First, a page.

You hear plenty about Sony in the news these days. Reports usually cite the company’s latest staggering financial loss, followed by something on its most recent vow to get its house in order by cutting business interests it no longer deems profitable.
One biz that’s apparently dragging Sony down is LCD TV. In an effort to turn things around, the company recently sold its stake in a LCD panel manufacturing venture it owned jointly with Samsung. But even though Sony is no longer involved in manufacturing raw LCD panel components, it is still very much involved in selling TVs. The company also claims significant performance advantages over other LCD TV brands — and it isn’t afraid to demonstrate those advantages in a side-by-side shoot-out.
Just how slim can speakers get? It's a question I find myself pondering these days as wave after wave of skinny speakers arrives on my doorstep for testing. Looking over the elegant, metal-clad CS-System 3 speakers from British newcomer Audica - a company of audio veterans who previously did time at established UK speaker outfits like Mission - the answer is: remarkably slim.
Although flat-panel LCD TVs have been hanging around even longer than plasma models, their small-size screens have garnered less attention. But things changed in the past year: LCD TVs started zooming up in size, undoing the myth that the technology is good only for small displays in the kitchen, bedroom, or office.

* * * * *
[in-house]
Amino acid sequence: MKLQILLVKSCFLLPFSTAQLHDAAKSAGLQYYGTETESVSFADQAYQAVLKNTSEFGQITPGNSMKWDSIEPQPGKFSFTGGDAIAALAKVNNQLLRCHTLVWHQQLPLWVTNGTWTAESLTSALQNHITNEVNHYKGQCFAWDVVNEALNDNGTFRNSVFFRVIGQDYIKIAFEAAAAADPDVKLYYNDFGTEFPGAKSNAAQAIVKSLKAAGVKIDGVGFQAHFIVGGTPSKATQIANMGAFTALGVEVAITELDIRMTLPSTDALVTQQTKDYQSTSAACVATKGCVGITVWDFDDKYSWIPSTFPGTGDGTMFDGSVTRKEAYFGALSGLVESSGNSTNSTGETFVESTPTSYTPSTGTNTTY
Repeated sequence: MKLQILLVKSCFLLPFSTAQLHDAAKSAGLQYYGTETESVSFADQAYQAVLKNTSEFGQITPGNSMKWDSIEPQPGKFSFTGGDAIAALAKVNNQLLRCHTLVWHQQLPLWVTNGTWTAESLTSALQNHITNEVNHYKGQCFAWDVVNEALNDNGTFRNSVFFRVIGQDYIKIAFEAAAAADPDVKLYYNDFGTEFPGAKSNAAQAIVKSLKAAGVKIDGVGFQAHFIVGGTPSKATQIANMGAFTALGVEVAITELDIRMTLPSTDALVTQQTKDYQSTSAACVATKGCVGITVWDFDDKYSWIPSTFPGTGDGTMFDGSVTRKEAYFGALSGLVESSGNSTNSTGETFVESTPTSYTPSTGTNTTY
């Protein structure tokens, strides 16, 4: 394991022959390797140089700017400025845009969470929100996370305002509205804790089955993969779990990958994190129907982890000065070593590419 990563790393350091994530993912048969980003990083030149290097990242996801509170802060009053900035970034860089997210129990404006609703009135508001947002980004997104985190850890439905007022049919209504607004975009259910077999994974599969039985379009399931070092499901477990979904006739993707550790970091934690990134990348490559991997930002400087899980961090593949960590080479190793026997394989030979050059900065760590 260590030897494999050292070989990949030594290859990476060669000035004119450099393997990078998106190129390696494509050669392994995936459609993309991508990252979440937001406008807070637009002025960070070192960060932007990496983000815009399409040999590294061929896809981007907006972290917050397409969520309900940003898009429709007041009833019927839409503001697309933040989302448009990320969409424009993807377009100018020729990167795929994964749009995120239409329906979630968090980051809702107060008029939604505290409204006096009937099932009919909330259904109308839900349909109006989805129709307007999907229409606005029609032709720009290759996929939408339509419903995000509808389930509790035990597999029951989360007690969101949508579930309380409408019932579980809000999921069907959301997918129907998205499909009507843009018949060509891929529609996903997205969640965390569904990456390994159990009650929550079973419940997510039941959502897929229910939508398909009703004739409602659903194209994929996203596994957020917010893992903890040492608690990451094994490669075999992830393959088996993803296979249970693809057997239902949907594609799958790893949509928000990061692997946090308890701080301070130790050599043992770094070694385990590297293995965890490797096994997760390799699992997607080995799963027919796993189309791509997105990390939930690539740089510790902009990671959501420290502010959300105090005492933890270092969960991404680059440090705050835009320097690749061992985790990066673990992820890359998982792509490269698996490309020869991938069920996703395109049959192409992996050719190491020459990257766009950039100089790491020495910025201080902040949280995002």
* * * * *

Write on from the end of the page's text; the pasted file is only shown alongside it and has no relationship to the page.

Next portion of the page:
Everybody wants a monster-size HDTV, so it came as no surprise when readers wrote in asking for head-to-head comparisons of the big-screen HDTV technologies. The first round came with "Plasma vs. LCD" (February/March, available on the S&V Web site). After reading our unflinching test of those popular types of hang-on-the-wall TVs, you asked to see LCD take on DLP.
Q. I recently bought an Oppo BDP-103 Blu-ray player. A key reason for buying it was to connect a cable TV box to the Oppo’s HDMI input and tap the player’s superior video processing to improve TV picture quality. Will it be necessary to set the equipment up in such a way as to avoid the TV’s video processing?
January 8, 2007 - Sharp introduced its latest products against the backdrop of a 108-inch LCD HDTV - the world's largest. No price (or model) was given for the prototype, but expect it to exceed your budget if and when the gargantuan panel makes it to production.
There are plenty of high-def-capable camcorders available for under $1,000, but in my experience, it's not so easy to find one that meets all your expectations. Up to now, my problem with the new breed of HD cams has been fear of the AVCHD format.